“He convinced the other two members to turn and strike against the Chief Leader, in order to remove him from any authority or influence. The ultimate goal has been to reach an accommodation with the Subrarian occupiers of Maden. That is what Teld Atlx prevented, as long as he was alive and in charge of the entire movement.

“Isn’t that the most logical explanation of motive for the murder?”

“What am I and my committee to do, though?” asked the stunned Bora.

Gavro gave an enigmatic grin. “You shall have to apply the most drastic remedy imaginable, my friend.”

The first execution carried out was that of General Atl Prorog of the Bakarian First Army. Since he was also the most senior member of the Central Committee of the Madan liberation organization, his demise was a ground-shattering event upon the political scene of several countries.

A platoon of four gunmen under the command of Bora Drung succeeded in cornering their target as he left his apartment in central Bakar City for an early evening walk about a small district park. A continuous rain of bullets made certain that the attack was successful in ending the General’s existence.

The gang of killers disappeared in the sidewalk crowd panicked by the hale of shocking gunfire.

Bora and his chosen associates made a complete escape, with no witnesses able to identify any of the assailants at all.

“You did it very well,” Gavro said in congratulation to the head of the investigation and punishment committee.

Bora thanked the friend who had made himself the new Chief Leader.

“But our campaign of purification is not finished,” continued Gavro. “There are the other Central Committee traitors who connived in the murder of Teld Atlx. We must eliminate all of the gang before they can take any action to reverse the situation that faces them.”

Bora seemed stunned. “There will be more sentences for me to carry out?” he asked the one now in charge.

The Chief Leader answered by nodding his head. “All of the others must go,” he muttered darkly.

The newspapers of Bakar City for days on end carried headline stories about the decimation of the liberation movement’s Central Committee.

General Prorog was the first one to be gunned down. But then followed the same sentence of death for Naut Krust and Goga Bader.

The appointment of new members of the highest body in the organization happened at once, including the promotion of Bora Drung for his ghastly services, supposedly to the cause.

“I have chosen you to assist me on the Central Committee,” the new Chief Leader informed his gunsel. “We shall forever be thankful to you for cleaning out our ranks, old pal.”

The pair smiled and beamed at each other. Bora wondered whether he would ever again receive commands like those he had recently fulfilled.

The purge performed by the investigation and punishment committee continued for about six months. Overnight, the Chief Leader put an end to its operations and existence.

“We have rid our ranks of every known troublemaker,” he told his enforcer-executioner one evening at a coffee shop adjacent to his own large apartment.

“I am amazed at how successful my committee has been at its mission,” admitted the head gunman. “It was not difficult at all. My men and I became accustomed and skilled at what we were doing. We did our jobs quickly and efficiently, with a minimum of pain or suffering, I believe.”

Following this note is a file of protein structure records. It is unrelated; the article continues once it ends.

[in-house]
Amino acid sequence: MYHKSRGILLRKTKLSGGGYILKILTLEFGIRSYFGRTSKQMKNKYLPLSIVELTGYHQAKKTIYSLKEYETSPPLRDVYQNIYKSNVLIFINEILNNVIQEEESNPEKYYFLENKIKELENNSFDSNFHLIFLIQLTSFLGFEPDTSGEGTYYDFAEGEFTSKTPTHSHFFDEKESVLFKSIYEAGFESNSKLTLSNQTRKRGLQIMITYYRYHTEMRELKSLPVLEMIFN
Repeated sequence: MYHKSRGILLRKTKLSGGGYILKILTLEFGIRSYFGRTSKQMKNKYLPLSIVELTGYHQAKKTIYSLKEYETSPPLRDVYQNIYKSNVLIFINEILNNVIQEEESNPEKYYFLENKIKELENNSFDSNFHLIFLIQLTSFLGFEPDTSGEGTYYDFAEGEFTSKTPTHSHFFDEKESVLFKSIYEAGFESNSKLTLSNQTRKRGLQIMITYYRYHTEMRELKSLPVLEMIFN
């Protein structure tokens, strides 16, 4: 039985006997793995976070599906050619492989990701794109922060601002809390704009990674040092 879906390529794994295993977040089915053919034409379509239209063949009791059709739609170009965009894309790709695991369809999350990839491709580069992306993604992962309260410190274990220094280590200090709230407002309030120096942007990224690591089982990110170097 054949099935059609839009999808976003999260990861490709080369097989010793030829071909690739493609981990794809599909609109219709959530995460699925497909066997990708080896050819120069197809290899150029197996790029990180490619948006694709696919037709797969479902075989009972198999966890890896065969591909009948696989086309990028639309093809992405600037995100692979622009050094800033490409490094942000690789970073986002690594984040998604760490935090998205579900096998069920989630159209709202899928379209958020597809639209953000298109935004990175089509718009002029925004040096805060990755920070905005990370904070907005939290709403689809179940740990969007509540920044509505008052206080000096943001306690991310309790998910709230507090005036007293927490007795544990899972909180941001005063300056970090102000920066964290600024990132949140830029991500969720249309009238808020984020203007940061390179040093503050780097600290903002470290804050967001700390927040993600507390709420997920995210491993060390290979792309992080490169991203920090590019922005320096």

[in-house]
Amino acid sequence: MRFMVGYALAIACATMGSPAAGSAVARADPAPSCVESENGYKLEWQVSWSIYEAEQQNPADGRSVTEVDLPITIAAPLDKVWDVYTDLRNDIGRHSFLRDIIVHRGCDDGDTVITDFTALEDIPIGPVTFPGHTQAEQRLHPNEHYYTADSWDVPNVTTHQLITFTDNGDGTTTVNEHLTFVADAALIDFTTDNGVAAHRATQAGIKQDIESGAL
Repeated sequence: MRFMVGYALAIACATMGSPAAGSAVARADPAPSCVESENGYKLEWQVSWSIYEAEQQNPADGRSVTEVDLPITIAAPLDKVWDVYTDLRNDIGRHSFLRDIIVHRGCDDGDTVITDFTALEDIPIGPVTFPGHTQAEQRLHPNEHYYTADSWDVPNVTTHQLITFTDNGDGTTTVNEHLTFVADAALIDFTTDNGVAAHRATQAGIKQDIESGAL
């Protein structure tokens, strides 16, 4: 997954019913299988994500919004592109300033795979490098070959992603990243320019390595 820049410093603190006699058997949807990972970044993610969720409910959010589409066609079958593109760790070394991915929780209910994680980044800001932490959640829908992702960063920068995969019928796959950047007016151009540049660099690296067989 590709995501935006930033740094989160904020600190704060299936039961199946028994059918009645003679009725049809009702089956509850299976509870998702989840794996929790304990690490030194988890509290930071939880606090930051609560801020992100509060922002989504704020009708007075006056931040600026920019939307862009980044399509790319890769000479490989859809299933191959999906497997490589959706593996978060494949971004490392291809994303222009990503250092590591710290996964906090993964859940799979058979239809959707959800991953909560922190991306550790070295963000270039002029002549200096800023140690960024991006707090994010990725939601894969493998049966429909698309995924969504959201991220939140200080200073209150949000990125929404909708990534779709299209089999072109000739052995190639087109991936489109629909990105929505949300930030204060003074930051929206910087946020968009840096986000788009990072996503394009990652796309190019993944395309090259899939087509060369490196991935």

Gavro grimaced. “It had to be done. Maden and its people will be forever beholden to you, my friend.”

Bora married and began a family within the next several years.

But the movement to which he had dedicated his all fell and was destroyed.

A military coup seized power in Bakar. The liberation movement was banned and suppressed. Both Gavro and Bora, among hundreds of others, were arrested and interned.

What were the generals and colonels going to do with the Chief Leader they held in custody?

Both of them were exiled, forbidden to return to Bakar.

Gavro fled to the south, where Bora soon joined him in the large port city of Kutun.

The expelled Chief Leader leased a luxurious manor overlooking the busy bay of the place of exile.

Bora, living down by the wharf, saw his old comrade infrequently. He received an invitation from Gavro to make a visit on the anniversary of the Bakarian coup that resulted in the collapse of the liberation movement.

The two sat on a small balcony high above the harbor below.

As the sun set, the former leader began to reminisce.

“I often wonder about what I might have done to avert the final collapse of the enterprise to free our Maden. Did I make some important errors that I failed to see and recognize at the moment? Such questions linger in my mind. Did I let affairs go too far? I ask myself whether I should have erased my competitors like General Prorog and the other members of the Central Committee.

“Perhaps I should have attempted to work with them and find compromises, if possible. There may have been alternatives to what I did to them.”

“But weren’t they guilty of disloyalty, of treason?” softly said Bora. “Wasn’t it a series of just judgments that I carried out?”

Gavro made a grin of cynical irony.

“Didn’t you realize, Bora, that it was all a charade? That none of the accusations or sentences that we made were true or proven?”

The two stared at each other a considerable time.

Then, Bora excused himself and left his Chief Leader of the past.

The following evening, a single question dominated the news, on radio, television, and the daily press.

Why did the political exile from Bakar, the immigrant from Maden named Bora Drung, commit suicide with a small personal gat?

Did this man who was a gunman sense terrible guilt over his actions back in Bakar? Did he regret his participation in the well-known campaign of internal slaughter within the organization he belonged to and served?

Gavro Vakn came to realize that his candor in speaking to the assassinator may have sparked the final act of self-destruction that his old friend carried out.